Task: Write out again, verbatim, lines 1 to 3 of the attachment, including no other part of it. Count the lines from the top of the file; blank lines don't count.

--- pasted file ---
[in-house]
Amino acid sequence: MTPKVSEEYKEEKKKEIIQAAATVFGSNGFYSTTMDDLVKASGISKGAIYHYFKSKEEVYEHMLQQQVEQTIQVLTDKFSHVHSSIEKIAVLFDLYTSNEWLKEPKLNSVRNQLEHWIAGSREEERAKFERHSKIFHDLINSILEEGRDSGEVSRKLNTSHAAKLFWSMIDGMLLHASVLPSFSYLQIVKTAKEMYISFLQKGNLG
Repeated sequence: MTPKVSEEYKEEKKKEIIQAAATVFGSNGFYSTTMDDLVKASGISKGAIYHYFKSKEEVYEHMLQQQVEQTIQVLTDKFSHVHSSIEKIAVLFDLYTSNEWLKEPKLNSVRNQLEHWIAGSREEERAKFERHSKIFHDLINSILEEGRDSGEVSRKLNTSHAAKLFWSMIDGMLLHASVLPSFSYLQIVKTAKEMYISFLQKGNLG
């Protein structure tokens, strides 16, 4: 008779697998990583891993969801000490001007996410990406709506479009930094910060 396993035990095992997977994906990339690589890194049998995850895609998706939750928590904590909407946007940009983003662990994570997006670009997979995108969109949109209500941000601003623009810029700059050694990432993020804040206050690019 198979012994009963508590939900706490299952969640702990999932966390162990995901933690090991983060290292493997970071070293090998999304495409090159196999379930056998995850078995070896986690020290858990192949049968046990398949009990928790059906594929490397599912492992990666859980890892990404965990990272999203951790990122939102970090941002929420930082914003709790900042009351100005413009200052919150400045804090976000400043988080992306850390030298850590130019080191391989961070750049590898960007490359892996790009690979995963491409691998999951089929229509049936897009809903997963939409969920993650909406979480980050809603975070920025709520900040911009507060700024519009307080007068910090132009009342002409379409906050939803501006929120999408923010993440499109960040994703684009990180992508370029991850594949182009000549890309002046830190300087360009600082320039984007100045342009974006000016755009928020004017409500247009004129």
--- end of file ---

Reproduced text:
[in-house]
Amino acid sequence: MTPKVSEEYKEEKKKEIIQAAATVFGSNGFYSTTMDDLVKASGISKGAIYHYFKSKEEVYEHMLQQQVEQTIQVLTDKFSHVHSSIEKIAVLFDLYTSNEWLKEPKLNSVRNQLEHWIAGSREEERAKFERHSKIFHDLINSILEEGRDSGEVSRKLNTSHAAKLFWSMIDGMLLHASVLPSFSYLQIVKTAKEMYISFLQKGNLG
Repeated sequence: MTPKVSEEYKEEKKKEIIQAAATVFGSNGFYSTTMDDLVKASGISKGAIYHYFKSKEEVYEHMLQQQVEQTIQVLTDKFSHVHSSIEKIAVLFDLYTSNEWLKEPKLNSVRNQLEHWIAGSREEERAKFERHSKIFHDLINSILEEGRDSGEVSRKLNTSHAAKLFWSMIDGMLLHASVLPSFSYLQIVKTAKEMYISFLQKGNLG